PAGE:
After NASA’s flyby of Pluto took place, the astronomical community went absolutely bonkers about the achievement and new arguments were thusly created. It is an unbelievable accomplishment that mankind was able to create a spacecraft that could travel three billion miles over nine years, reach its destination, and transmit back evidence that provides new insight on to what Pluto actually looks like and contains. This incredible discovery led to the finding that Pluto contains mountains that reach nearly 11,000 feet, the surface is covered in methane ice, and contains many regions that were previously unknown to scientific knowledge. Due to this discovery, an uproar arose demanding that Pluto be reclassified as a planet. This statement is preposterous because according to the guidelines set by the IAU on planetary qualifications, geophysical qualities are not considered at all. To rename Pluto a planet would create a huge problem for the IAU based on the qualifications they set simply banning Pluto from being a planet in the first place.
Jamie Wisniewski, a writer for ECN magazine, states that allowing Pluto to become a planet again based on its “geophysical properties” would be a pitfall for the scientific community. If Pluto is renamed a planet due to its properties, then that would add cause for many more floating celestial bodies that share Pluto’s likeness, mass, and location to be considered planets as well.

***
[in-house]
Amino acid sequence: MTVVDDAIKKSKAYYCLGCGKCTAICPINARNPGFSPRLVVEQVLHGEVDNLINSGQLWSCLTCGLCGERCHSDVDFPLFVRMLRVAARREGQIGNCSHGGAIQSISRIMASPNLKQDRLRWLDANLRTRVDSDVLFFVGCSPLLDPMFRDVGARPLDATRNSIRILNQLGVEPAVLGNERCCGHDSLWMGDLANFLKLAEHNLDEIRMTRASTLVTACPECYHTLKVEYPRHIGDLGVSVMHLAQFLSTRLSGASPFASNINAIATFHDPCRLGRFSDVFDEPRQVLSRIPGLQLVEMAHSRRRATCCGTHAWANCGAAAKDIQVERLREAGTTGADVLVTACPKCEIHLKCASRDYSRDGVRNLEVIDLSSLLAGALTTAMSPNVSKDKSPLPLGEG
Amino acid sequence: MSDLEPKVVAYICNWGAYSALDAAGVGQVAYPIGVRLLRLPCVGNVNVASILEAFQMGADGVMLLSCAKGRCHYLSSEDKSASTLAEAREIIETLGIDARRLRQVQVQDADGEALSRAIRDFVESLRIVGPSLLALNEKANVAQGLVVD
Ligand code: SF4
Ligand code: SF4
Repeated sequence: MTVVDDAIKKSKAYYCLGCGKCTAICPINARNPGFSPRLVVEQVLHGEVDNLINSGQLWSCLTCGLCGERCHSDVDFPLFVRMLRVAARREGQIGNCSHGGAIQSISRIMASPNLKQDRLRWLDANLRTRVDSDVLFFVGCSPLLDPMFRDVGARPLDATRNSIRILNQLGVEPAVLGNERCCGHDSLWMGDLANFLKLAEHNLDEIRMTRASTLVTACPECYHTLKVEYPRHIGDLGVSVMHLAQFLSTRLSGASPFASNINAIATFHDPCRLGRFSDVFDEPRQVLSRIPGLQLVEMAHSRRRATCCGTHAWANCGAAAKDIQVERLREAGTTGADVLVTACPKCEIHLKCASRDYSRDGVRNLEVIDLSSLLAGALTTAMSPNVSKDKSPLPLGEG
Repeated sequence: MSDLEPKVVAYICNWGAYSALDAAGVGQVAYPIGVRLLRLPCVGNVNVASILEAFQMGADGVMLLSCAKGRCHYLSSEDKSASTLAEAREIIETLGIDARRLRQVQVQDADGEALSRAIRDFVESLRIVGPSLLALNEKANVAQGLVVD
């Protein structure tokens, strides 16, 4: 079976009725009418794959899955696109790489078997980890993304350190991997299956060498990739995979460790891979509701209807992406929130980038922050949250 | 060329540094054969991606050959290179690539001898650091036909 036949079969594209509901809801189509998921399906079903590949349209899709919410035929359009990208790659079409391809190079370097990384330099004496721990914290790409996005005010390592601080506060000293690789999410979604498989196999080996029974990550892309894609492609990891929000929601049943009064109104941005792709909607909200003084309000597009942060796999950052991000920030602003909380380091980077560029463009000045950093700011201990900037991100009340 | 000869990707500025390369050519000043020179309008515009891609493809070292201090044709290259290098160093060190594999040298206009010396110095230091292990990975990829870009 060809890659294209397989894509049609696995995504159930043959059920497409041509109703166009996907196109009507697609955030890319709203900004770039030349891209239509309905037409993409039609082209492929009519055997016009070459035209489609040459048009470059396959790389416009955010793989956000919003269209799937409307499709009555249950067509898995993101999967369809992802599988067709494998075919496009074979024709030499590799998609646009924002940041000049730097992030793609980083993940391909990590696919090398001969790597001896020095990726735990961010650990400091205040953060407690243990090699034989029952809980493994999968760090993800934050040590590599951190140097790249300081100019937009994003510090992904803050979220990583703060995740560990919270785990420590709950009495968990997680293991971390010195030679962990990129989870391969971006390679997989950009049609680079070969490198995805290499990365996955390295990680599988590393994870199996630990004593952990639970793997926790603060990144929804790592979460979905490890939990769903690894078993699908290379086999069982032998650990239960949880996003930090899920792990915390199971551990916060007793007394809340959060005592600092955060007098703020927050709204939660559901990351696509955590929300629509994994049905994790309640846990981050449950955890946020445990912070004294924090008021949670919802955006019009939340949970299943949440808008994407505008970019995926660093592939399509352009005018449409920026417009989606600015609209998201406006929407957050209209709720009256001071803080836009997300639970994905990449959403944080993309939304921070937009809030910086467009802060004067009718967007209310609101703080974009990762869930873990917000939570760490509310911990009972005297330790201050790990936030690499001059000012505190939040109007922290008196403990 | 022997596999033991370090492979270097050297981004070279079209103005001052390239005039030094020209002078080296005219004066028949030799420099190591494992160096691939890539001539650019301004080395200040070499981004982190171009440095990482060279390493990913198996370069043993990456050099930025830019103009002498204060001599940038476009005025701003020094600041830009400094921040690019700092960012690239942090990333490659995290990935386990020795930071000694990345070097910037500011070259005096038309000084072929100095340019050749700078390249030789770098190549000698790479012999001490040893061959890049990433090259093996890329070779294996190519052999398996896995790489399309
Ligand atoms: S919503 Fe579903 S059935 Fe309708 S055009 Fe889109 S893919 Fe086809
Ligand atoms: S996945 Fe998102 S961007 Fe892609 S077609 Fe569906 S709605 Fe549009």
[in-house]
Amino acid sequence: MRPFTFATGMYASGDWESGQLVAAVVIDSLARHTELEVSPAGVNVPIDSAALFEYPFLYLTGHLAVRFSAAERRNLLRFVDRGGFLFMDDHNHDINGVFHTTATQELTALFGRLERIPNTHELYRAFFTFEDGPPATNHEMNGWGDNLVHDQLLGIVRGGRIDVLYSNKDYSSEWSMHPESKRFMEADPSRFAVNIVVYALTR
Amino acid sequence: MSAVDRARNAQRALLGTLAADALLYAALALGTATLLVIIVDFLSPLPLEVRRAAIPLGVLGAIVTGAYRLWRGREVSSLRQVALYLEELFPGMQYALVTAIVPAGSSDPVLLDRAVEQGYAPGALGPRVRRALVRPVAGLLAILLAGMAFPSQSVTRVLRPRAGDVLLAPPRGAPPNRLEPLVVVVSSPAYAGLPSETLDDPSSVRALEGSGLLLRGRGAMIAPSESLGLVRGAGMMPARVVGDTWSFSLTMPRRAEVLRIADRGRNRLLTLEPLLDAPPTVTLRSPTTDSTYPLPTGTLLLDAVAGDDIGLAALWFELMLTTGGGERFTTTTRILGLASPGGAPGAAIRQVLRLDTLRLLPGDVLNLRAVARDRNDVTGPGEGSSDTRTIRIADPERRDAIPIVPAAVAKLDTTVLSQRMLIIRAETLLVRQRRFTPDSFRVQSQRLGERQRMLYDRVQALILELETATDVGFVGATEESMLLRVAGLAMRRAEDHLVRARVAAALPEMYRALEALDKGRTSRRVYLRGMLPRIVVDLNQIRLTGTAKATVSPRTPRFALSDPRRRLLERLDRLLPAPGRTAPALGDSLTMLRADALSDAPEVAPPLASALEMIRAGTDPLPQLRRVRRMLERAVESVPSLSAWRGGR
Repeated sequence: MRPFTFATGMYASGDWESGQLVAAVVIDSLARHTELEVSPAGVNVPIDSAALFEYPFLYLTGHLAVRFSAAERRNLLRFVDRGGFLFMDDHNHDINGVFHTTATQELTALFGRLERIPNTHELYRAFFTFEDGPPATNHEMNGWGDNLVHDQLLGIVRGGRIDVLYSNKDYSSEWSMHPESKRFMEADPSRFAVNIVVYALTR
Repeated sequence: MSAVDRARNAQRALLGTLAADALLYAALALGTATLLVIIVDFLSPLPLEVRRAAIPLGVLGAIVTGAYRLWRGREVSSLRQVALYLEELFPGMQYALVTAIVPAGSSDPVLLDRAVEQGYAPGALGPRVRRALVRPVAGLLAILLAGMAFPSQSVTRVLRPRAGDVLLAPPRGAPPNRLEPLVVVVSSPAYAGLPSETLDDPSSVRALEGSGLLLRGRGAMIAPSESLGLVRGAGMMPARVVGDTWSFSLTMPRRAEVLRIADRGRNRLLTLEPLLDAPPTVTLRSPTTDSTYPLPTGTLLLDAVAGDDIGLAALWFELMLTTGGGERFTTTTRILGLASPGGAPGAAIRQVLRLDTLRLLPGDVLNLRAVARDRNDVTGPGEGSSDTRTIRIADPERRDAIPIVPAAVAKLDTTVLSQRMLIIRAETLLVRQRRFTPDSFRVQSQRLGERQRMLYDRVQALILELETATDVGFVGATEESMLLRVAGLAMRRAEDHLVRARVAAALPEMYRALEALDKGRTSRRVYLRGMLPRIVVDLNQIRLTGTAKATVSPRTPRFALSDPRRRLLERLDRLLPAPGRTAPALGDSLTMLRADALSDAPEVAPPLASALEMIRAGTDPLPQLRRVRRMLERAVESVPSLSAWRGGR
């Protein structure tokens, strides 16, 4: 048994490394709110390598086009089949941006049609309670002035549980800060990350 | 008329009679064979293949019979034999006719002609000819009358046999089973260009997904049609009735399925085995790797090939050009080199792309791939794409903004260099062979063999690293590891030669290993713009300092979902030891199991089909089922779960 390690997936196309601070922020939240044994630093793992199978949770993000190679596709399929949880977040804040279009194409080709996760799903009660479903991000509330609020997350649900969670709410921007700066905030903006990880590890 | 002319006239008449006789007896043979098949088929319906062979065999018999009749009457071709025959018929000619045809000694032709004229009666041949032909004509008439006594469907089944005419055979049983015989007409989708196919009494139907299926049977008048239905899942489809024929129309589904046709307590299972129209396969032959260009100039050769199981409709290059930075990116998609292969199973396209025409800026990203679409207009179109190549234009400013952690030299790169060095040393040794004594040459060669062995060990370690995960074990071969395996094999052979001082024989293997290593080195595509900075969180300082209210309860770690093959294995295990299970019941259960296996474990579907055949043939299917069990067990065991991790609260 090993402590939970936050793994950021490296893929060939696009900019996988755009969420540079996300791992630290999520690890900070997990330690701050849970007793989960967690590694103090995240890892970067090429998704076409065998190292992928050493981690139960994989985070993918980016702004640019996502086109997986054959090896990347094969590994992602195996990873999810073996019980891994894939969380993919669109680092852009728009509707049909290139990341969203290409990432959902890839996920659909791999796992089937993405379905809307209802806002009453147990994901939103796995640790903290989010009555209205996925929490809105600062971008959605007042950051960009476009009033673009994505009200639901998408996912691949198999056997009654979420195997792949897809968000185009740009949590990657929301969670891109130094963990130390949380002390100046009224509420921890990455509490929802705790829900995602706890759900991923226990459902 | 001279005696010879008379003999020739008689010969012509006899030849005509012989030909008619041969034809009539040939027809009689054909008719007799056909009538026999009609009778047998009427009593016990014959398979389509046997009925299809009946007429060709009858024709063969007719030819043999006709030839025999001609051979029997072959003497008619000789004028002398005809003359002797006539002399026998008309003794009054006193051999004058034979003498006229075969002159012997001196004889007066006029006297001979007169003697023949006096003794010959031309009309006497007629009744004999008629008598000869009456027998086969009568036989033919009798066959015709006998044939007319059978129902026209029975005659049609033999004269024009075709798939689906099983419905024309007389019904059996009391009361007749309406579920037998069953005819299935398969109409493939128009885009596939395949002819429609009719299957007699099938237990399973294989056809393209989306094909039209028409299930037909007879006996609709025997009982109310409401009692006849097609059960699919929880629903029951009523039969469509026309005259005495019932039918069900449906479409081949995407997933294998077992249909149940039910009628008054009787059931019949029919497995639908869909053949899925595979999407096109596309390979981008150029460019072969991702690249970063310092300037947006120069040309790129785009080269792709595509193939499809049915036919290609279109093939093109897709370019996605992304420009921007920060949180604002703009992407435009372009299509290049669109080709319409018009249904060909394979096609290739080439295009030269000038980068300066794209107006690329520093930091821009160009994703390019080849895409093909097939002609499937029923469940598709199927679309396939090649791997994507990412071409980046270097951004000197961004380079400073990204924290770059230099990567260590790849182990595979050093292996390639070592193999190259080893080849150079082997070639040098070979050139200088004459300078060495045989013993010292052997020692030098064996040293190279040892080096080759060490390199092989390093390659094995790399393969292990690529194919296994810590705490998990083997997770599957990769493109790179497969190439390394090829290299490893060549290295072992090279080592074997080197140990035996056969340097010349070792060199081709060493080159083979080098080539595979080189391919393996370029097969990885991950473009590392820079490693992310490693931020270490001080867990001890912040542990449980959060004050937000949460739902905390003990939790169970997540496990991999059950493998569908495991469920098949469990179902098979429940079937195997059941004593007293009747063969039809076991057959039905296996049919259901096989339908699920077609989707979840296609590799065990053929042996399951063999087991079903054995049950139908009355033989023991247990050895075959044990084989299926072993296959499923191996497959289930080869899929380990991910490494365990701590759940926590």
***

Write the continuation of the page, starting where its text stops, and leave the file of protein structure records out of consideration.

BBC news writer Paul Rincon brought up the point that there was a time when the planet count in our solar system could increase from nine to twelve, because of Pluto’s characteristics. Eris and Ceres which are very similar in size and mass to Pluto would be named planets along with Pluto because of their shared characteristics, along with Charon, Pluto’s moon, which would be labeled a twin planet along with Pluto. Instead of increasing our planet count to twelve, the IAU decided in 2006 to name Pluto a dwarf planet, removing it from the exclusive list and making the list shortened to eight. This was established by the IAU’s guideline that a planet must “clear its neighborhood”, and allowing the four of these bodies to enter planetary status would be an abomination to astronomical theory of what a planet should be. Due to this establishment, Pluto and the others were disallowed from planetary contention.
Fraser Cain of universetoday.com made a very bold prediction in the article he wrote on Pluto before the New Horizons spacecraft arrived at Pluto to take its surveillance of the dwarf planet. “Space enthusiasts will marvel at the beauty and remoteness of Pluto, and the painful deplaneting memories will fade.” It is incredible how false this prediction was now that the demands for Pluto’s reinstatement as a planet have reached a new high due to the photos taken and discoveries made. At the time it was a perfectly plausible statement, but only because there had been such a lack of new evidence about Pluto that could reignite the flame that was its planetary status.
Pluto Should Not Be Renamed A Planet Wisniewski, Jamie. “Pluto Shouldn’t Be Renamed a Planet Just Because of Nasa’s Flyby.” Electronic Component News. N.p., 17 July 2015. Web. 09 Dec. 2015.
Why Is Pluto No Longer A Planet? Rincon, Paul. “Why Is Pluto No Longer a Planet?”BBC News. N.p., 13 July 2015. Web. 09 Dec. 2015.
Why Pluto Is No Longer A Planet Cain, Fraser. “Why Pluto Is No Longer a Planet.”Universe Today. N.p., 05 Jan. 2012. Web. 09 Dec. 2015.